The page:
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Housing and Homelessness: Breaking Down Silos for Systems Change

By Seyron Foo, Conrad N. Hilton Foundation; Raji Hunjan, Oak Foundation; and Amy Kleine, The Harry and Jeanette Weinberg Foundation

The following us an excerpt from the article "Housing and Homelessness: Breaking Down Silos for Systems Change," and is a part of FHO's Collaboration for Housing Justice series originally published by the Stanford Social Innovation Review. In the series, we share ideas, observations, and lessons from our housing justice efforts, including how and why the work will only move forward if it is systemic, anti-racist, and bridges sectors.

Illustration by Raffi Marhaba, The Dream Collective

America’s homeless response system has been called “the emergency room of society,” conjuring images of a space where the focus is on urgent intervention—finding shelter or managing encampments—rather than trying to prevent crises from happening in the first place. But what if we think instead about homelessness as a point on a continuum that encompasses many states: housed and unhoused, permanent and temporary, stable and unstable, affordable and unaffordable? What if we see being unhoused as a condition that is shaped by many forces and systems outside an individual’s control, and therefore amenable to system reforms that might actually prevent emergency situations, while also providing clear routes out for those who do end up in crisis?

That’s the perspective taken by the funder collaboration Funders for Housing and Opportunity (FHO), and it drives FHO’s growing emphasis on very affordable housing (meaning housing that’s affordable to those with very low incomes) as a solution to homelessness. That sounds obvious, but too often homelessness is addressed in a silo, separate and apart from efforts to bring housing justice to a system that, for too many people, creates barriers to stable, affordable, healthy homes.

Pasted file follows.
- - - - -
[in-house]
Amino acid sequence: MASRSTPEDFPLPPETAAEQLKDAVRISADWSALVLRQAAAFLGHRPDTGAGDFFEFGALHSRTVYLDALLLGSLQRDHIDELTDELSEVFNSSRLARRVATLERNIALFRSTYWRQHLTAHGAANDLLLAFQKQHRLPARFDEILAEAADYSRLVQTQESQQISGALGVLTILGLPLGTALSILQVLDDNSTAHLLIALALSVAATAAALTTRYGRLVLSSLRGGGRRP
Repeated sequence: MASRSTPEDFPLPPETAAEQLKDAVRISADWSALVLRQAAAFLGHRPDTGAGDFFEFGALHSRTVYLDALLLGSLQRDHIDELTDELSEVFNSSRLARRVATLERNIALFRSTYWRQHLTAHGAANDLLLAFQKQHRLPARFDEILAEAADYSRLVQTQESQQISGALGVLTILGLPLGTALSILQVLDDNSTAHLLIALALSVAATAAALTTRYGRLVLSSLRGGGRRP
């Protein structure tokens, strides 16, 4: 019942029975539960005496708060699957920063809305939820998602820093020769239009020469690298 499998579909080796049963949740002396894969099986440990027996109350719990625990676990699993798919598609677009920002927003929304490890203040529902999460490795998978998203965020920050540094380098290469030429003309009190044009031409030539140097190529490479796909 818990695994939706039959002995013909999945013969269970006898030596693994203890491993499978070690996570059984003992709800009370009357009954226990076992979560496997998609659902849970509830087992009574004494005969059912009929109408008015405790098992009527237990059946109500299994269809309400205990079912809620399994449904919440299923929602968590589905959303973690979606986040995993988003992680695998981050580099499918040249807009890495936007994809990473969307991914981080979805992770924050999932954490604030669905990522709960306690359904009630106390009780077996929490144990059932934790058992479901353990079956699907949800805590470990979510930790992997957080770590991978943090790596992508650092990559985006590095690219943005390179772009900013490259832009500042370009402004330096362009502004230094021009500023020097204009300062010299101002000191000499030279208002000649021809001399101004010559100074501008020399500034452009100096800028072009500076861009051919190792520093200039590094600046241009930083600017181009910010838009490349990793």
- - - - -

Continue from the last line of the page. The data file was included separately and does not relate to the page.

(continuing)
Several of FHO’s members, including the authors of this article, have extensive experience in addressing the unhoused end of the housing continuum—from funding direct services for people who have lost housing, to supporting efforts to change eviction policies and practices, to investing in the development of new supportive housing. We all come to the challenge of homelessness from different starting points, based on our organizations’ interests in related issues such as renters’ rights, immigrant and refugee rights, re-entry after incarceration, the rights of people with disabilities, domestic violence, and hate crimes. However, given that housing is the platform for most successes in life, we find value in breaking down the silos among funders and across sectors as FHO begins to address America’s housing crisis. We hope the following lessons help other funders and social change leaders find ways to collaborate across sectors and silos on housing solutions:

  1. Put housing first.

  2. Think through a systems lens and work toward systems change.

  3. Elevate and support the contributions of people who have experienced homelessness.

  4. Prioritize young people.


Put housing first.

Housing is the solution to homelessness. Getting into safe, stable, affordable housing—without any requirements beyond those faced by any other renter—gives people who are unhoused the solid foundation they need to begin to address other issues, such as physical and mental health, education, employment, economic security, or substance use. In fact, since outcomes in all these areas are so interrelated, none of our other investments and interventions will likely succeed or endure if people become or remain unhoused.